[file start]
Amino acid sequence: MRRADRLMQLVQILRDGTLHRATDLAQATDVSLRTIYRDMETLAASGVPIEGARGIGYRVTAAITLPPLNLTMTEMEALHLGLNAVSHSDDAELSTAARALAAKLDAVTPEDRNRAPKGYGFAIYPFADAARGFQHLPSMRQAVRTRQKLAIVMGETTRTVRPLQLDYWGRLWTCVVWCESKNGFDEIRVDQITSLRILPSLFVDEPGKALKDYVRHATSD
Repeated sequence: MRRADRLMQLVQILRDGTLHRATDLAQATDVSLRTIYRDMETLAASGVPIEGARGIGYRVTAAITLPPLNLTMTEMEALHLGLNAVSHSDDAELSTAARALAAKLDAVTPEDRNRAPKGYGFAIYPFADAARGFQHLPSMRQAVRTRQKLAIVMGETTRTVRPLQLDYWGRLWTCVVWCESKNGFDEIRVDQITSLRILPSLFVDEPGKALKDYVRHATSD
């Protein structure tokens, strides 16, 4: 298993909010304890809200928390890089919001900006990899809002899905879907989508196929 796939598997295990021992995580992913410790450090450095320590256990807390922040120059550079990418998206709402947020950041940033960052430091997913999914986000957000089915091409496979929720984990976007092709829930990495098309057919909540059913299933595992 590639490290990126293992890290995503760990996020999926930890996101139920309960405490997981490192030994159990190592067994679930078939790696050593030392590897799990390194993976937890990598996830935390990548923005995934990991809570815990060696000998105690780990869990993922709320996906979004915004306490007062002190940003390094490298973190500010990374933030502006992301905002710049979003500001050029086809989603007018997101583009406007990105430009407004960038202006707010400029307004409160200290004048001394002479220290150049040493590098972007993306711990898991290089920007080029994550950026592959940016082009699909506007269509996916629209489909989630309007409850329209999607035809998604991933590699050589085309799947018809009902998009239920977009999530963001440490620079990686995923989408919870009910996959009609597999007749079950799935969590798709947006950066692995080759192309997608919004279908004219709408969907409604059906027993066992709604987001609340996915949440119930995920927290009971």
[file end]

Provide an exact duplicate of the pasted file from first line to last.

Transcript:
Amino acid sequence: MRRADRLMQLVQILRDGTLHRATDLAQATDVSLRTIYRDMETLAASGVPIEGARGIGYRVTAAITLPPLNLTMTEMEALHLGLNAVSHSDDAELSTAARALAAKLDAVTPEDRNRAPKGYGFAIYPFADAARGFQHLPSMRQAVRTRQKLAIVMGETTRTVRPLQLDYWGRLWTCVVWCESKNGFDEIRVDQITSLRILPSLFVDEPGKALKDYVRHATSD
Repeated sequence: MRRADRLMQLVQILRDGTLHRATDLAQATDVSLRTIYRDMETLAASGVPIEGARGIGYRVTAAITLPPLNLTMTEMEALHLGLNAVSHSDDAELSTAARALAAKLDAVTPEDRNRAPKGYGFAIYPFADAARGFQHLPSMRQAVRTRQKLAIVMGETTRTVRPLQLDYWGRLWTCVVWCESKNGFDEIRVDQITSLRILPSLFVDEPGKALKDYVRHATSD
């Protein structure tokens, strides 16, 4: 298993909010304890809200928390890089919001900006990899809002899905879907989508196929 796939598997295990021992995580992913410790450090450095320590256990807390922040120059550079990418998206709402947020950041940033960052430091997913999914986000957000089915091409496979929720984990976007092709829930990495098309057919909540059913299933595992 590639490290990126293992890290995503760990996020999926930890996101139920309960405490997981490192030994159990190592067994679930078939790696050593030392590897799990390194993976937890990598996830935390990548923005995934990991809570815990060696000998105690780990869990993922709320996906979004915004306490007062002190940003390094490298973190500010990374933030502006992301905002710049979003500001050029086809989603007018997101583009406007990105430009407004960038202006707010400029307004409160200290004048001394002479220290150049040493590098972007993306711990898991290089920007080029994550950026592959940016082009699909506007269509996916629209489909989630309007409850329209999607035809998604991933590699050589085309799947018809009902998009239920977009999530963001440490620079990686995923989408919870009910996959009609597999007749079950799935969590798709947006950066692995080759192309997608919004279908004219709408969907409604059906027993066992709604987001609340996915949440119930995920927290009971």